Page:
Belts, slaps and dark rooms: Why is corporal punishment still acceptable in Russia?

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Many adults in Russia believe they have a right to spank their kids to teach a lesson, and this is exactly how they were raised.

“Zhenya [Evgeni Plushenko] once grabbed a belt and hit his buttocks a little. So what? My parents used to lock me in a dark room, and applied a belt, and grounded me. Am I not a decent human being?” said (in Russian) Yana Rudkovskaya, wife of the world-famous figure skater, Evgeni Plushenko, in an interview that left the journalist in silent shock.

Russian society was divided in April when Rudkovskaya revealed her methods of child discipline. She admitted that her five-year-old son, a rising skating star, was honest in his description of violent parenting methods during an interview with a journalist.

Spanks and belting

Most Russians remember being hit at least once in their childhood. For many, such instances remain imprinted in their memory for life.

“My mind can still recreate the scene in detail. I was a little girl and I got lost in the city center. The next thing I remember is my mother: her face covered with tears, a belt in her hand. She was so scared that she had lost me forever that she hit me hard with the belt. I clearly remember my older sister trying to shield me from the blows,” says 30-year-old Elizaveta from Moscow who now raises a five-year-old son.

Spanking, cuffing and belting remain widespread methods of discipline: 37 percent of respondents in a nationwide 2017 poll (in Russian) said they were spanked and cuffed by their parents, and 27 percent of respondents admitted they spanked and cuffed their children.

Belting is so deeply rooted in the culture that many Russians associate the clothing accessory with punishment.

Rights of adults

Adults are rarely willing to reveal what happens behind the closed doors of their homes. Yet, some admit they use physical force to punish and educate their children, considering it a necessary evil.

“My husband unconditionally denies corporal punishment as a method only because he is always at work and does not spend much time with the child. Raising the kid is my sole responsibility and I have to attain certain results; of course, I reserve my right to an occasional spank if the child gets out of hand,” said 43-year-old Lyudmila who raises an eight-year-old daughter.

In the minds of many Russians, a ‘Russian way’ of raising children leaves space for rare instances of corporal punishment against disobedient children.

“My husband thinks a boy needs to feel physical force and is not shy to slap him from time to time. I don’t share his views; I can only squeeze the child’s hand strongly to let him know I’m disappointed,” said Elizaveta.

Her husband is not an exception. One-third of Russians support the right of parents to use physical force to punish their children, according to a nationwide poll (in Russian) conducted in 2017.

The other shore

Life in a society where parents risk losing their rights as a result of what many call an “irregular” and “moderate” spanking comes across as a nightmare for most Russian parents. TV reports help create an image of parental helplessness against zealous and overbearing state childcare systems in countries where the state has greater authority to intervene in the home than in Russia.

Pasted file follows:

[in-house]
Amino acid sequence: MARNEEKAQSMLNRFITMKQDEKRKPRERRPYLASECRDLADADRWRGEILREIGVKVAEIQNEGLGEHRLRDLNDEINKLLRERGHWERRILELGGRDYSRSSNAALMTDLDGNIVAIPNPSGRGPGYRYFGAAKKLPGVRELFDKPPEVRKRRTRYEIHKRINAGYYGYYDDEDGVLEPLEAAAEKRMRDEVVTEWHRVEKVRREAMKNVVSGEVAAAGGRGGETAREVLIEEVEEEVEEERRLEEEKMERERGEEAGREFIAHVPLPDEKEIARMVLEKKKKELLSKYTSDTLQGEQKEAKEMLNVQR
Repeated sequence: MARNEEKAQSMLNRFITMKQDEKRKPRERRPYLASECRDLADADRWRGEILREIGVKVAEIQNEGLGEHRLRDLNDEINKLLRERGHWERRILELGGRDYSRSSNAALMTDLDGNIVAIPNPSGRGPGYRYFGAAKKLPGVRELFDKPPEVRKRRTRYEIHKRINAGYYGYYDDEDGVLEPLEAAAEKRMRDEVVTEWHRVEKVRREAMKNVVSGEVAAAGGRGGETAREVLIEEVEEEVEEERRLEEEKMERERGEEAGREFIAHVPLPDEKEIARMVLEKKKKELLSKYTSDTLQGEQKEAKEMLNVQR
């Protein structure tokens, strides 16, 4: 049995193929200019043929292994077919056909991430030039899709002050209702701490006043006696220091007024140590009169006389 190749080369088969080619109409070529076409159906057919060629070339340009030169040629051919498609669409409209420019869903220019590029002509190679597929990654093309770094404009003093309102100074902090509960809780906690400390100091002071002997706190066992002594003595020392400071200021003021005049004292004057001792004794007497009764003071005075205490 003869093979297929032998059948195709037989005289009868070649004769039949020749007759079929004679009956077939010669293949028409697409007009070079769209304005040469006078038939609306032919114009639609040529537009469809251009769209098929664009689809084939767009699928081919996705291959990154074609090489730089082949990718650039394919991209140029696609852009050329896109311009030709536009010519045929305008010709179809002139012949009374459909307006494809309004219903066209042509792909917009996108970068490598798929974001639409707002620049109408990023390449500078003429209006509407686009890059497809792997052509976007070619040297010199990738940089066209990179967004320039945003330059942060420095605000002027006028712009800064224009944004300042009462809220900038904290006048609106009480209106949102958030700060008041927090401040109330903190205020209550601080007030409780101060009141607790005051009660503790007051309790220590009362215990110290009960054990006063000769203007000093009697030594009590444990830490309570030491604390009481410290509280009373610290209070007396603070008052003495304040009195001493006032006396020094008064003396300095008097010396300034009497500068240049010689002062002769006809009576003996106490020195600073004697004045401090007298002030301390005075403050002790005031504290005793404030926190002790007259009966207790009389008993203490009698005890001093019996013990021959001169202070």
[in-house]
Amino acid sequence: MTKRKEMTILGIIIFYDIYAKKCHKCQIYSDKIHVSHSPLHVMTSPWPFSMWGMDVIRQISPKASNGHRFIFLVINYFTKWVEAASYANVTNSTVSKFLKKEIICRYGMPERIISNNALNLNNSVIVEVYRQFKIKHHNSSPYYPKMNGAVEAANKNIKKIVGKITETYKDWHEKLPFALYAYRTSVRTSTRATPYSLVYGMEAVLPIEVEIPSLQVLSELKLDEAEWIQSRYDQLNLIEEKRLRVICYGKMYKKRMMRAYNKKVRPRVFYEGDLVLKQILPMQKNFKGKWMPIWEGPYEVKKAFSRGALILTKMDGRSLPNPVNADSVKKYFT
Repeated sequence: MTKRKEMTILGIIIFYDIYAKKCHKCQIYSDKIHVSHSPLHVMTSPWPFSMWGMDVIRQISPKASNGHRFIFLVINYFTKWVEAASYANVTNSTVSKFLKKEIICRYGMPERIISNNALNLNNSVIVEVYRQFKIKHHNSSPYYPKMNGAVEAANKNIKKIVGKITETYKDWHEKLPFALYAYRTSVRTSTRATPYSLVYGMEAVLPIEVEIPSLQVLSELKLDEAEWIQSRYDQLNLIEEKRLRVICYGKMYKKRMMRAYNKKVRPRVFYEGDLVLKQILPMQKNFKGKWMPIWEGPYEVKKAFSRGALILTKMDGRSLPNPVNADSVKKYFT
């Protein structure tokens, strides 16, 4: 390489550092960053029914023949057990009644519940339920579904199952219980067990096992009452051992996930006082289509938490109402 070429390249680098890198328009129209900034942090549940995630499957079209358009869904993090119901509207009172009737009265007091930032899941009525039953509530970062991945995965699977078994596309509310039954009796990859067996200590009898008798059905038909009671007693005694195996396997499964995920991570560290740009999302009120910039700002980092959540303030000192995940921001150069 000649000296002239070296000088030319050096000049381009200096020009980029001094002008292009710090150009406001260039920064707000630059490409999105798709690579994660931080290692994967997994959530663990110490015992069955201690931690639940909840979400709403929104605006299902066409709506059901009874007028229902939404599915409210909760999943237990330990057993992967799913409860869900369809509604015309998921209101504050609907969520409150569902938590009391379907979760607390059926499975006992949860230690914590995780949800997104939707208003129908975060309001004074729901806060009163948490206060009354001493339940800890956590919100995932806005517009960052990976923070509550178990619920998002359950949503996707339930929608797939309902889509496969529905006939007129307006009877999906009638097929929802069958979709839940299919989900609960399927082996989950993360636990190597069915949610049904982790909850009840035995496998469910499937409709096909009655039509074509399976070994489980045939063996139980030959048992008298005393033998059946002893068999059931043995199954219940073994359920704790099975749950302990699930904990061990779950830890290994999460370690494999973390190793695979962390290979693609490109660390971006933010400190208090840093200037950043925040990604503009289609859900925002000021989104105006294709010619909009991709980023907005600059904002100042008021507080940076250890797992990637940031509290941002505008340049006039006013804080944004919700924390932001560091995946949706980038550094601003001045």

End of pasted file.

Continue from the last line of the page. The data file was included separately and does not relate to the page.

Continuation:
Many in Russia are shocked to hear reports about draconian social systems in the West where an occasional slap meant to teach a lesson can be grounds to open an official investigation into parental competence. Russian parents have strong views on what punishment is acceptable and what goes too far.

“Sometimes it is okay to slap a child’s buttocks. I was slapped with slippers and belts and other objects, and nothing happened; I’m alive and well, and educated. I do not beat anyone, but slapping a kid’s butt is not child abuse,” wrote Instagram user Ekaterina in the comment section of a post (in Russian) that dwelled on a parents’ right to spank their children.

Some defend familiar educational methods. “Western countries are now beginning to rethink their approach to education because the current system has helped to foster a generation of adults who do not take responsibility for their actions in full measure,” said 50-year-old Olga who works as a teacher in a Moscow high school. “It is not necessary to beat children, but there must be a middle way.”

Old habits, new methods

Time is challenging the ingrained parenting habits of Russian couples, however. Many of those who remember being spanked and belted in their childhood say they rule out even the slightest possibility of inflicting corporal punishment on their own children.

“I never touch my girl,” said 40-year-old Julia who has a two-year-old daughter. “But I had a completely different approach to raising my older son: I gave birth when I was 18 and he remembers me beating him.”

“The world is changing and we change with it. Things that were acceptable back then are unacceptable today. Now, you can easily find literature that describes alternative parenting methods,” added Julia.

Some parents of this current generation learned this simple lesson the hard way. “My dad punished me severely and often,” said Lyudmila, sadness clearly visible in her eyes. “Do I still have hard feelings? No, it’s in the past; I am no longer a child.”

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